Larson will be using her $11,619 Baker award to complete both an exhibition and a book of experimental non-fiction based on her research on the widespread but little-known 19th century photographic practice called "hidden mother." The book will integrate research and memoir, including an account of Larson’s own experience adopting her daughter from Ethiopia. Funds will support travel for the book and exhibition development, book research and production expenses, and frame production for the exhibition. The exhibition will be shown at galleries, and the book will be submitted for publication at numerous presses.

For Ridpath, the $12,000 Baker award will be used to expand on his previous research, "Shaping Policy and Practice in Intercollegiate Athletics: A Study of Student Fees Resource Allocation for Athletics and its Effect on Access and Affordability of Higher Education." Ridpath will expand his study of only one MAC school (Ohio University) to a sample of the entire conference’s schools to determine if students are aware of what they pay in general fees and its distribution to intercollegiate athletics programs. Using the "winner take all market theory," the study will examine whether these fees impact higher education affordability and access.

Williams, whose project is titled "Ecological physiology of feeding in mantled howling monkeys at La Pacifica, Costa Rica," will use her $7,650 Baker award to complete fieldwork. Williams’ study integrates physiological and ecological data of primate feeding by recording jaw-muscle activity of free-ranging mantled howler monkeys in La Pacifica, Costa Rica. The funding will allow her to complete behavioral and habitat data collection and a spatial analysis of the population of the mantled howling monkeys to better understand their feeding behavior and ultimately, their evolutionary history. Results of the project will be shared via journal publications and conference presentations.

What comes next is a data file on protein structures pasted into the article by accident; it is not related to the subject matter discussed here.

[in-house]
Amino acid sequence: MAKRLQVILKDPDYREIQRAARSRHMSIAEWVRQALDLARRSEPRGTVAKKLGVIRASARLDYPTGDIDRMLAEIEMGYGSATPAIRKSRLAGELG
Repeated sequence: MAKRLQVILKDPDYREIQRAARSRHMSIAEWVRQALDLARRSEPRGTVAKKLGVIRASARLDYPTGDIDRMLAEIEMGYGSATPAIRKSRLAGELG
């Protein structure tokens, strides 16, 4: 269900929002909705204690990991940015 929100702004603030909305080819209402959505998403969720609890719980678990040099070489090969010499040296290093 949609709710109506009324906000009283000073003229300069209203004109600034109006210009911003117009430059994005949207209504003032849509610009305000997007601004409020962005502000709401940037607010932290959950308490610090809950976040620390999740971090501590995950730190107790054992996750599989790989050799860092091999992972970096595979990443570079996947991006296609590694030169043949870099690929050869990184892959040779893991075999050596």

Kopchick, who received a $12,000 Baker award, will use the additional funding to support consumable laboratory supplies and animal per diem costs for an ongoing project titled, "Screening of two human growth hormone gene mutations for growth hormone receptor antagonist activity." The project involves the potential of a naturally-occurring human growth hormone receptor (GHR) antagonist. Building on his earlier research that culminated in the development of Pegvisomant, this project analyzes two newly-identified mutations of the gene. Results will be shared via journal publications and conference presentations, and will contribute to the next generation of drug research in this area.

The Baker Funds Awards Committee invites proposals for projects that are "near completion and can hopefully be brought to full completion with the assistance of an award." The maximum award is $12,000, and the funds are made available by The Ohio University Foundation through the John C. Baker Fund.

Endowed in 1961 by a gift of more than $612,000 from 1926 College of Arts and Sciences graduate Edwin L. Kennedy and his wife, Ruth, a 1930 graduate of the College of Education, The John C. Baker Fund was established to support faculty improvement and research efforts.